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A cruise ship with electrical and plumbing problems made its way back to shore Thursday, and CNN was there to broadcast every dirty detail.
The news network, in the midst of a revamp headed up by new boss Jeff Zucker, spent much of the day and night reporting on the Carnival Triumph, which caught fire off the coast of Mexico and, after days floating as a wounded vessel, finally docked in Alabama late Thursday night. CNN’s Erin Burnett broadcast live from the ship terminal in Alabama, and the network had five reporters there, some descending on passengers as they disembarked from the ship, which had no working plumbing or electricity for days. The coverage continued well into Friday morning.
Online, the network has posted no fewer than 14 stories and videos about the cruise ship to its website, running the gamut from video of passenger interviews to articles about how to handle the PR disaster to follow and exposes on the dark secrets of the consumer cruise industry.
CNN’s obsession with the fecal-filled freighter made a splash — and drew plenty of blowback.
Jon Stewart opened Thursday night’s Daily Show with a takedown of the comprehensive attention, calling it “wall-to-shit-covered-wall coverage, treating a stalled cruise ship like it’s the Shackleton Expedition,” giving a wink to all of his fans with an interest in Antarctic exploration.
He juxtaposed CNN’s cruise programming with a British newscast that covered a massive meeting of Islamic heads of state. “Interesting, but are they shitting in bags? If they’re not…” he teased, not-so-gently suggesting skewed news judgment.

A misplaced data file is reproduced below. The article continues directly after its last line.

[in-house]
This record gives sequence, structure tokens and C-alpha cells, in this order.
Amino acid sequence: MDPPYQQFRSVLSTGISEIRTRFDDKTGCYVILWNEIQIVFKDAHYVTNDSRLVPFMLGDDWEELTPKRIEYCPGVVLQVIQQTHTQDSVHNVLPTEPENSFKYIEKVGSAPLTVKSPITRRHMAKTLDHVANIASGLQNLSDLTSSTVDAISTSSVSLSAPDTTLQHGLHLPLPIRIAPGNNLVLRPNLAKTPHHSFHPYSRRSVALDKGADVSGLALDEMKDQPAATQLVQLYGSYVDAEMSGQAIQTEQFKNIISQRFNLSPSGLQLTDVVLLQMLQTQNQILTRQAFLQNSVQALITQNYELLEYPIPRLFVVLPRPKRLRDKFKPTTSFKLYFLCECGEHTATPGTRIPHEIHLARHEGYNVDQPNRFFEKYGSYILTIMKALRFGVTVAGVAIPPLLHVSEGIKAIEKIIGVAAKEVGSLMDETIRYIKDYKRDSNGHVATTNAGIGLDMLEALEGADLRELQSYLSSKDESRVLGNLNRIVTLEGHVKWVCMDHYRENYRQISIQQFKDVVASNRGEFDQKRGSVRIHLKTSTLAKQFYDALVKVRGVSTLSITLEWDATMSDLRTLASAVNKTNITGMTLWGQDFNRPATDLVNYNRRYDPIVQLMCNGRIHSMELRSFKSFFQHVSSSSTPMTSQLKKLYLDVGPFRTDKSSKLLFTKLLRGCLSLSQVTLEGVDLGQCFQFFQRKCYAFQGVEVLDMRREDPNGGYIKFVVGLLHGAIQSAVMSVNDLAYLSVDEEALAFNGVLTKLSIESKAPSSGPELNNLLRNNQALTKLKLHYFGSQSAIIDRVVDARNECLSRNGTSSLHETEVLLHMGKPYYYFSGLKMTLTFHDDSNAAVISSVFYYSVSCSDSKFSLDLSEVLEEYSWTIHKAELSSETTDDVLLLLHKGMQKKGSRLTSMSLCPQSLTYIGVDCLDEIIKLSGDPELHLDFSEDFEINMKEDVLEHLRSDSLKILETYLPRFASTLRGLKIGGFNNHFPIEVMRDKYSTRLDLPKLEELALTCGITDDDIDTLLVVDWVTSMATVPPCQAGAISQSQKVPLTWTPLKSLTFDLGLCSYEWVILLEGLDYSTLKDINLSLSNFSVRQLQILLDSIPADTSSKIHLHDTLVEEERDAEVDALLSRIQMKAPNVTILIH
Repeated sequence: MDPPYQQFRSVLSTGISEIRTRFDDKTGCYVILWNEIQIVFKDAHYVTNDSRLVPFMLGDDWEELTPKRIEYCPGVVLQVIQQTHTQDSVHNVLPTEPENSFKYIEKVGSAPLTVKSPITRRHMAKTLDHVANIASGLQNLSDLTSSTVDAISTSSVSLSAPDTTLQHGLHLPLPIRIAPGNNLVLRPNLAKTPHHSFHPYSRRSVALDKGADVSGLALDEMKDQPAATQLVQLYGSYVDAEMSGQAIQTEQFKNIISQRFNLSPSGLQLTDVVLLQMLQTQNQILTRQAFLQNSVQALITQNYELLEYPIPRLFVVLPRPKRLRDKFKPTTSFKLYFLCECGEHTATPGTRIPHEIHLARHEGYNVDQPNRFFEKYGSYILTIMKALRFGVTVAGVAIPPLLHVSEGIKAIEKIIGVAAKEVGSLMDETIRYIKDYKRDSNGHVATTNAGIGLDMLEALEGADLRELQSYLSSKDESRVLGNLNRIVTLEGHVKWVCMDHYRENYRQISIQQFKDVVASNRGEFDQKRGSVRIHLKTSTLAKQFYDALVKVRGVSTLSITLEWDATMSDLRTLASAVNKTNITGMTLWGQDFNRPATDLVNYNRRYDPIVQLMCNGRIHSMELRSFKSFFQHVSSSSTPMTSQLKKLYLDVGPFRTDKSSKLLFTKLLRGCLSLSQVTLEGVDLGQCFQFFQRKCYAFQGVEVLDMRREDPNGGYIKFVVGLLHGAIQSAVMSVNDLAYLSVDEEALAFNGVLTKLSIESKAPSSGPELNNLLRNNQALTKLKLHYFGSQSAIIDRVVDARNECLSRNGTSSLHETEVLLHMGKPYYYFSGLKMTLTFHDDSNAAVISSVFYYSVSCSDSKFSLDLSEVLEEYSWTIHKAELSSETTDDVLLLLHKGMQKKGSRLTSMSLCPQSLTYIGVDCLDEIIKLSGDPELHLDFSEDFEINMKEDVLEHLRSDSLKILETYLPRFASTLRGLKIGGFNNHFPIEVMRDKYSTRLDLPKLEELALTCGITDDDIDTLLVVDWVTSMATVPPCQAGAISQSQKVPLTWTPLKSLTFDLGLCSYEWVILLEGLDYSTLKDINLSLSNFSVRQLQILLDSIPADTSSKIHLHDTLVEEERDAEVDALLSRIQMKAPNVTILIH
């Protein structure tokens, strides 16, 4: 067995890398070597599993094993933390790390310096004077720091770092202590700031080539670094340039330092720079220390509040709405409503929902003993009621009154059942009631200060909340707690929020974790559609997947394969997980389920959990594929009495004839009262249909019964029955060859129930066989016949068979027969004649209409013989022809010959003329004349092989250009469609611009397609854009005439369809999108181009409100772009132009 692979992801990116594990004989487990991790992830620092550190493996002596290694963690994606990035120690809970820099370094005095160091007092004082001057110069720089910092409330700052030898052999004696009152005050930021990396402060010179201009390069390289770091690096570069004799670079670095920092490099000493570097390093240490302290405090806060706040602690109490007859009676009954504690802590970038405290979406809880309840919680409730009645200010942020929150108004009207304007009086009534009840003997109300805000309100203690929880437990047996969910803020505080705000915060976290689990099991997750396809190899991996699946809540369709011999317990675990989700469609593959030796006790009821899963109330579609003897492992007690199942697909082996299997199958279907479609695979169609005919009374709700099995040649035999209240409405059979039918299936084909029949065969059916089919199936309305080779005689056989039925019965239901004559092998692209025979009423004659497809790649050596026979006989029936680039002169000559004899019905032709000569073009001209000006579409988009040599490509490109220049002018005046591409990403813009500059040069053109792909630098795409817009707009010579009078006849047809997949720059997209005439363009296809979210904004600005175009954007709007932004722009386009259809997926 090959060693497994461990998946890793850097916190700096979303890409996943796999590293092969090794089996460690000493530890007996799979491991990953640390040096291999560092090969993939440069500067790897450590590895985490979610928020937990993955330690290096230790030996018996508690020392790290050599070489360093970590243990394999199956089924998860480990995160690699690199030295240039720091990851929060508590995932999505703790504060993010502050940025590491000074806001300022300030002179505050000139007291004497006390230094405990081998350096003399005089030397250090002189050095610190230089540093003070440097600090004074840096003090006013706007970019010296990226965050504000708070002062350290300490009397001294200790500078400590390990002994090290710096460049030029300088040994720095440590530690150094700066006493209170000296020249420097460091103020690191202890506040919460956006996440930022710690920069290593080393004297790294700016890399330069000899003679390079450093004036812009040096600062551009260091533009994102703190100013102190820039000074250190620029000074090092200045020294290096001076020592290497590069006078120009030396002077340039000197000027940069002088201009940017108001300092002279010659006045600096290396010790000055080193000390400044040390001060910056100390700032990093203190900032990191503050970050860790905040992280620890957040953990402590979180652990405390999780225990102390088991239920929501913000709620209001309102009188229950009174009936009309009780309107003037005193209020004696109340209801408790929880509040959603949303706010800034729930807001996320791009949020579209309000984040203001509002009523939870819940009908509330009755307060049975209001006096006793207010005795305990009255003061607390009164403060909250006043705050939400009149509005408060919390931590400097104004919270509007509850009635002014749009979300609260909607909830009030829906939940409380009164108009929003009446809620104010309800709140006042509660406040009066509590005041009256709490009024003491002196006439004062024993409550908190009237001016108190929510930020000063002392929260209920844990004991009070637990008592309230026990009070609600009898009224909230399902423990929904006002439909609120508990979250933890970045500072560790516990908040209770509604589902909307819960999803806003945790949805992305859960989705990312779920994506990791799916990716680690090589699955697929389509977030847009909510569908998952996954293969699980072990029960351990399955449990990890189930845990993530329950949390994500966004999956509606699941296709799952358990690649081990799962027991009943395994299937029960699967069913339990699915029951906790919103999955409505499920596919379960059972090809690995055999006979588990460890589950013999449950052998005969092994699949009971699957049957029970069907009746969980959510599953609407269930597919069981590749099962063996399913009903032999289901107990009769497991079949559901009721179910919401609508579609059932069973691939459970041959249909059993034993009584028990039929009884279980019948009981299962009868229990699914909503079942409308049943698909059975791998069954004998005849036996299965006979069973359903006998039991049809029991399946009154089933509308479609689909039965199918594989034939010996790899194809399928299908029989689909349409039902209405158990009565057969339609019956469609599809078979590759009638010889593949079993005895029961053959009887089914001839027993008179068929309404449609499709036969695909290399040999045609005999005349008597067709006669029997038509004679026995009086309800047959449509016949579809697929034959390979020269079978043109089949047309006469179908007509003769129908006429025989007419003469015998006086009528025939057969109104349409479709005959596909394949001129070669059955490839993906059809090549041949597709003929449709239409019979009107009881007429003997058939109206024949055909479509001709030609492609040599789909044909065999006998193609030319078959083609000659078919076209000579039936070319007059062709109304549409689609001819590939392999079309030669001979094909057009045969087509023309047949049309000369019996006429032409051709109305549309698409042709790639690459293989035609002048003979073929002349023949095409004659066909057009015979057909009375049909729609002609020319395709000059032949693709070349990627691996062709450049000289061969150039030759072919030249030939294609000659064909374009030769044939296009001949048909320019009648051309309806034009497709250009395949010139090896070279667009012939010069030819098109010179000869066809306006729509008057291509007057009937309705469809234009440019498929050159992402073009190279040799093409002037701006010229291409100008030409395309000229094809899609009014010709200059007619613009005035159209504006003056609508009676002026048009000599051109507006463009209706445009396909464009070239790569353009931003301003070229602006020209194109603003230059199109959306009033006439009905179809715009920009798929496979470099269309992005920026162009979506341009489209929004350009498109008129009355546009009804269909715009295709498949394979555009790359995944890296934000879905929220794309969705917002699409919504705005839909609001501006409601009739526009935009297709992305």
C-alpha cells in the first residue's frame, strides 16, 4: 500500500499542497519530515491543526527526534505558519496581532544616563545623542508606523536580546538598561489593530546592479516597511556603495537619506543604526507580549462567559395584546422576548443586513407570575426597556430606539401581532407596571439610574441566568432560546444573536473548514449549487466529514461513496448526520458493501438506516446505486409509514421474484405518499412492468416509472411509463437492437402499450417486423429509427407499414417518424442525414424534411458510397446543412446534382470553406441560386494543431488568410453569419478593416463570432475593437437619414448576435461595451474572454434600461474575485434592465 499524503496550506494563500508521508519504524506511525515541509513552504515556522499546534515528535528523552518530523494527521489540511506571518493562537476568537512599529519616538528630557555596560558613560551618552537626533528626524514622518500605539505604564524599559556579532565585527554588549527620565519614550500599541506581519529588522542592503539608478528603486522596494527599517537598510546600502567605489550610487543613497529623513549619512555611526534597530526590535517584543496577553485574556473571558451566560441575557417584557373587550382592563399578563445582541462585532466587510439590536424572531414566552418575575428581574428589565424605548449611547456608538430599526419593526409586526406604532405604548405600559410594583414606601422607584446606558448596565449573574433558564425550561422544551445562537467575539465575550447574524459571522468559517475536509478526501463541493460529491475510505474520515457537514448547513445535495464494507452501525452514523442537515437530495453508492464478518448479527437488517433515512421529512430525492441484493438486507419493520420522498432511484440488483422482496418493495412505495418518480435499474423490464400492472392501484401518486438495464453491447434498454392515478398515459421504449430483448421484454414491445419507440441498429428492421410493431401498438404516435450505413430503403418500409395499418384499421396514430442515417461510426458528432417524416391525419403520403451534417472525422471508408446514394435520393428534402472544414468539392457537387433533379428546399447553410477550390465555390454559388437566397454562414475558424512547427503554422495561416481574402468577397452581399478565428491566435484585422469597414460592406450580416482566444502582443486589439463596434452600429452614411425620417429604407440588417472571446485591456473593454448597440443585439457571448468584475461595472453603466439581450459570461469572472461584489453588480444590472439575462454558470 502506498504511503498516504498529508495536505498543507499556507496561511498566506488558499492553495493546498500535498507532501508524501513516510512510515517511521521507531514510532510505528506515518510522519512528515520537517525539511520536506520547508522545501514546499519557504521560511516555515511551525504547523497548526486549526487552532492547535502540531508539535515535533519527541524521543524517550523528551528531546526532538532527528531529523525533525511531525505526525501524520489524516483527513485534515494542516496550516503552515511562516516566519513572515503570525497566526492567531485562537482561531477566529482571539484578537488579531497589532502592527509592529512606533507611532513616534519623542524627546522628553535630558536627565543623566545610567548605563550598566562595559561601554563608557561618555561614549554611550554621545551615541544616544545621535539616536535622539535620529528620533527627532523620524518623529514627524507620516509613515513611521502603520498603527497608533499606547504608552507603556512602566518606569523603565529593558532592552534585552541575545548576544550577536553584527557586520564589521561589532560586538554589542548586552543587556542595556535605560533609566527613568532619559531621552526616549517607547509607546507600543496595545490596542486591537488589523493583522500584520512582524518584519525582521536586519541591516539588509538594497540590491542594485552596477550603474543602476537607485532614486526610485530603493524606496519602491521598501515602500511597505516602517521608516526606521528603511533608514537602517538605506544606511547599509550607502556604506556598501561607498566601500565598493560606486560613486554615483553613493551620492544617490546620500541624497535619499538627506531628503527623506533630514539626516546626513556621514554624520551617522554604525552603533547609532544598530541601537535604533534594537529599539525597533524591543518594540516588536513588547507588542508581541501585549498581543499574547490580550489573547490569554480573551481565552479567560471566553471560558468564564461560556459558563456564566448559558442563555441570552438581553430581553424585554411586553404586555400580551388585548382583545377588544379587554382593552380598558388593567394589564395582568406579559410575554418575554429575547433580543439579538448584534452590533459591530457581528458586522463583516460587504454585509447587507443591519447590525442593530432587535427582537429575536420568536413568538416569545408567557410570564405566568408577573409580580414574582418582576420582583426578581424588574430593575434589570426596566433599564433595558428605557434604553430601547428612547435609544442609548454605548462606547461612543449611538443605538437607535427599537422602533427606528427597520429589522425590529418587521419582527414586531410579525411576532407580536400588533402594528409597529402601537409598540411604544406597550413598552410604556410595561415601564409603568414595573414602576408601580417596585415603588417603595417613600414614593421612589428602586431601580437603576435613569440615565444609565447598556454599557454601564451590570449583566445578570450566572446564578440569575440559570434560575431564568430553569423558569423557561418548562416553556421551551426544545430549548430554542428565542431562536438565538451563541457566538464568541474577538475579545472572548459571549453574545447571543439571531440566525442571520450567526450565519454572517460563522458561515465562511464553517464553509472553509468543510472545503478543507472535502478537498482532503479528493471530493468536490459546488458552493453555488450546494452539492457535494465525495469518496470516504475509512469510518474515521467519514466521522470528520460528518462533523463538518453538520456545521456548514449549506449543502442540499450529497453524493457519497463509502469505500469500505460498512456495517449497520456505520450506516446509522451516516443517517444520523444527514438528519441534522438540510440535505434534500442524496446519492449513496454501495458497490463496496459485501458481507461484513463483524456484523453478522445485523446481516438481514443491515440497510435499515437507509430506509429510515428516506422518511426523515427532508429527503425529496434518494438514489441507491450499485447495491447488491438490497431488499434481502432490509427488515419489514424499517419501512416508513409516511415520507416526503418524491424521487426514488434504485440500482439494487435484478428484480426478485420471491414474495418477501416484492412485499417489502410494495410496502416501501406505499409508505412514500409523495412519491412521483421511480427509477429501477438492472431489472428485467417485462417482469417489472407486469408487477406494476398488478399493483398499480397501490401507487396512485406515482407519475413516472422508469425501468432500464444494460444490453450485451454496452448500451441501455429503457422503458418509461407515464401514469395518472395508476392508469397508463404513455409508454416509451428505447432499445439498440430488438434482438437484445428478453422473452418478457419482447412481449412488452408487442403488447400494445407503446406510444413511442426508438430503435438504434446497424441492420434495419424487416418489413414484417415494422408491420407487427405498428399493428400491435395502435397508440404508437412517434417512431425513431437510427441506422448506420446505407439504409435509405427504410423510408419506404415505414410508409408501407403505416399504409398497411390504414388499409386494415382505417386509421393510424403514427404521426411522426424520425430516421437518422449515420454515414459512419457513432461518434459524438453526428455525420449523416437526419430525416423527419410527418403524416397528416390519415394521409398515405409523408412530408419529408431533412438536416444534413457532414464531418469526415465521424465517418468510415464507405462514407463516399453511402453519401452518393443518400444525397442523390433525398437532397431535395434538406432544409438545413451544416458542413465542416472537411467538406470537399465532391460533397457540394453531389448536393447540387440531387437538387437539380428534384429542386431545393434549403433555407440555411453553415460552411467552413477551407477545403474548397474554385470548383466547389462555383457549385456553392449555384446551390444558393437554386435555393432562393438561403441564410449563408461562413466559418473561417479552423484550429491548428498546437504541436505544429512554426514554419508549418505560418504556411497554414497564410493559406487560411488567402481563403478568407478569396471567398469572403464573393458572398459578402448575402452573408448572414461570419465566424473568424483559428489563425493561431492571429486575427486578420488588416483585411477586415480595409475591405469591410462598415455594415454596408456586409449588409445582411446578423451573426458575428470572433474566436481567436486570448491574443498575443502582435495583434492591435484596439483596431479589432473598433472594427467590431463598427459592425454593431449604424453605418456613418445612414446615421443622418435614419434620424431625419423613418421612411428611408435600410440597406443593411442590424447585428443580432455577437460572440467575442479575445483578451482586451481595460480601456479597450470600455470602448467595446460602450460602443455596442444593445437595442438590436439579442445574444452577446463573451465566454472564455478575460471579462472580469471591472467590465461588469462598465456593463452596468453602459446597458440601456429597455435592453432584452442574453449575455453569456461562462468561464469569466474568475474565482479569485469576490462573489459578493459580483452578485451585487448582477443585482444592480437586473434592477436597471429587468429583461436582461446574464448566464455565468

Other reporters and media critics chimed in as well.
Mediaite’s Tommy Christopher wrote, “The live coverage of Triumph’s arrival yielded moments that were the complete opposite of riveting,” while Slate’s Dave Weigel tweeted, “The ‘stranded cruise ships’ coverage must be driving CNN’s surge to the top of the ratings.” Joked Eric Stangel, executive producer of Late Show With David Letterman: “I think there should be live coverage of every cruise ship disembarking. This is compelling TV.” Putting the cruise problems in perspective, The New York Times’ Nicholas Kristof tweeted, “The nightmare on the US cruise ship for the last few days — that’s what roughly 1 billion people endure every day.”
On the other hand, the Times‘ media reporter, Brian Stelter, painted the coverage as a business decision straight from the network’s new boss.
“The coverage had all the hallmarks of Jeff Zucker, the former Today show producer and NBC chief executive who took over CNN Worldwide last month,” he wrote. “Mr. Zucker has been trying to take advantage of CNN’s news resources as he attempts to revitalize the low-rated channel. The cruise ship story was a no-brainer to him: From a producer’s standpoint, it has high stakes, human drama and a logical beginning, middle and end.”
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